It is important to note that Loudon's historical views are identical to many within the denominational hierarchy. Loudon and Clifton Kirkpatrick have different theological views, but they both have the same understanding of the 1925 Special Commission. At the 2001 General Assembly Kirkpatrick stated that the assembly needed to create a theological task force based on the one the church had in 1925. Kirkpatrick said that the 1925 Special Commission was successful in helping the church find a better way to deal with the controversies it was then facing.

Why would an evangelical like Loudon support the task force report? Perhaps Loudon was influenced by the progressive historical views of Barbra Wheeler, Milton J. Coalter, and John Wilkinson. All of these scholars believe that the 1925 Special Commission helped calm controversy in the church by giving power to presbyteries. The commission adopted the positions of the Auburn Affirmationists and was able to minimize the influence of conservatives. The 1925 Special Commission was successful in moving the leadership of the church from the center-right to the center-left in the late 1920s.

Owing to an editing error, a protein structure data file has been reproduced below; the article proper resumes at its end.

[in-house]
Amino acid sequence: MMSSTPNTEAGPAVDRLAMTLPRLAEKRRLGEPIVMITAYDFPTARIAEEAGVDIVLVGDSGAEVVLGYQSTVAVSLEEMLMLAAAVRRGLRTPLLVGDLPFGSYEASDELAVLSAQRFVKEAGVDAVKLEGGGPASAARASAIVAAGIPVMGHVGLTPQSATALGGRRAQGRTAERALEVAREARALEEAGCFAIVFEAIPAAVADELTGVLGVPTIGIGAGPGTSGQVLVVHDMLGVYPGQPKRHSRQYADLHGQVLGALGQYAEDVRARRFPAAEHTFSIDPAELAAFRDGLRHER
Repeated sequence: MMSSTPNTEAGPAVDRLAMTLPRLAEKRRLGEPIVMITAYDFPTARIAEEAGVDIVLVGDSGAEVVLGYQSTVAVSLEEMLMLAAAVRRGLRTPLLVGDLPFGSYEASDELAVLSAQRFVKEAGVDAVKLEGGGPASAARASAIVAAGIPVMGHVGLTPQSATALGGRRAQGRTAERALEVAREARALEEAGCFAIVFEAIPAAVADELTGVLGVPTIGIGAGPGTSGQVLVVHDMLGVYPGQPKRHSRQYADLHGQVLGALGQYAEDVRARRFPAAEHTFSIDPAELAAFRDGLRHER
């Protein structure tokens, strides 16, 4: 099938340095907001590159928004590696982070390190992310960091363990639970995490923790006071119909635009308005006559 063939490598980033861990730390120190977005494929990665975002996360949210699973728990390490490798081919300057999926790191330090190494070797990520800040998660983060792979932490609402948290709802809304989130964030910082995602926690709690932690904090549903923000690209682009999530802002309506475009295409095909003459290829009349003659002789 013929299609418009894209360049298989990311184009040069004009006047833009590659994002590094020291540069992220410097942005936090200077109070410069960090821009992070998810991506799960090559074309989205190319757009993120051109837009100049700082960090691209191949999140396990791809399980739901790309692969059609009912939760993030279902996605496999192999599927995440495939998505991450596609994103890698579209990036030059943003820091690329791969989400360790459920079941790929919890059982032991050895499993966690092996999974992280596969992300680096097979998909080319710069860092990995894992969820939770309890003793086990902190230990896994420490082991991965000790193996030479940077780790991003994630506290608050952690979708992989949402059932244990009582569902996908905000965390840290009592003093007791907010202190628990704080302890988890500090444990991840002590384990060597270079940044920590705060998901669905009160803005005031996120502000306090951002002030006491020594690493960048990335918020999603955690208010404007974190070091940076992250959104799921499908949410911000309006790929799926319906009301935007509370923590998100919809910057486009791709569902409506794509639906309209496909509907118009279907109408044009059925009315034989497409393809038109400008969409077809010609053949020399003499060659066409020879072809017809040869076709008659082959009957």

We believe that the current task force used the 1925 Special Commission as a model for how to move the church to the left. The evidence for this assertion can be found in a draft report titled "Principles of Polity" written by Wheeler, Coalter, and Wilkinson. The "Principles of Polity" report served as a discussion resource for the drafting of the final report.

Wheeler, Coalter, and Wilkinson wrote that the 1925 Special Commission prevented schism within the church. While the 1925 Special Commission did prevent immediate schism its policies ultimately led to the ejection of several evangelical ministers and the founding of the Orthodox Presbyterian Church in 1936. We object to the one dimentional approach to Presbyterian history that the task force used.

As far as we can tell all of the task force members hold to a progressive understanding of Presbyterian history. For a more comprehensive and balanced understanding of the Presbyterian controversies of the 1920s and 30s we recommend D.G. Hart's Defending the Faith: J. Gresham Machen and the Crisis of Conservative Protestantism in Modern America (Baltimore: Johns Hopkins University Press, 1994). Hart's book explains why Machen and other evangelicals were opposed to the 1925 commission. If Loudon voted for the report because he thought the Special Commission decision in 1927 brought "peace" and "unity" to the church then he is sadly mistaken. The 1925 Special Commission brought theological and ecclesiastical disunity to the church and the church continues to suffer because of its decisions.

11:08 AM, November 15, 2005